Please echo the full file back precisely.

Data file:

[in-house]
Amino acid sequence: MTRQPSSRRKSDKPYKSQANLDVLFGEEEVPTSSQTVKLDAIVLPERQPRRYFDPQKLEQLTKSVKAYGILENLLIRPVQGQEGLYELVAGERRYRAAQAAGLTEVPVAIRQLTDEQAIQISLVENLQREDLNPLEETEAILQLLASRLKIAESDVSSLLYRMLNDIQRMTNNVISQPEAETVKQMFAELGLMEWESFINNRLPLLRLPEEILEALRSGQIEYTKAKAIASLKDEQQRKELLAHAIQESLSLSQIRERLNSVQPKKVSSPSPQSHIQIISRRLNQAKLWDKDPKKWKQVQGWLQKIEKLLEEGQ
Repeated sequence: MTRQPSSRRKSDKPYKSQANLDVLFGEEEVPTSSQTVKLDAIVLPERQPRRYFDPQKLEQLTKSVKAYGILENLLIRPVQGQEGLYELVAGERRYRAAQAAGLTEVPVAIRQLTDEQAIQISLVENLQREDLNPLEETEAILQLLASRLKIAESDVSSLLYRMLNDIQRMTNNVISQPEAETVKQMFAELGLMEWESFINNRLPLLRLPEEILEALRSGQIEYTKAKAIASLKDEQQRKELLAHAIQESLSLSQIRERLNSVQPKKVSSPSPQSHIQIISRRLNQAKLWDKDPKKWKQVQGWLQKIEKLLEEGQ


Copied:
[in-house]
Amino acid sequence: MTRQPSSRRKSDKPYKSQANLDVLFGEEEVPTSSQTVKLDAIVLPERQPRRYFDPQKLEQLTKSVKAYGILENLLIRPVQGQEGLYELVAGERRYRAAQAAGLTEVPVAIRQLTDEQAIQISLVENLQREDLNPLEETEAILQLLASRLKIAESDVSSLLYRMLNDIQRMTNNVISQPEAETVKQMFAELGLMEWESFINNRLPLLRLPEEILEALRSGQIEYTKAKAIASLKDEQQRKELLAHAIQESLSLSQIRERLNSVQPKKVSSPSPQSHIQIISRRLNQAKLWDKDPKKWKQVQGWLQKIEKLLEEGQ
Repeated sequence: MTRQPSSRRKSDKPYKSQANLDVLFGEEEVPTSSQTVKLDAIVLPERQPRRYFDPQKLEQLTKSVKAYGILENLLIRPVQGQEGLYELVAGERRYRAAQAAGLTEVPVAIRQLTDEQAIQISLVENLQREDLNPLEETEAILQLLASRLKIAESDVSSLLYRMLNDIQRMTNNVISQPEAETVKQMFAELGLMEWESFINNRLPLLRLPEEILEALRSGQIEYTKAKAIASLKDEQQRKELLAHAIQESLSLSQIRERLNSVQPKKVSSPSPQSHIQIISRRLNQAKLWDKDPKKWKQVQGWLQKIEKLLEEGQ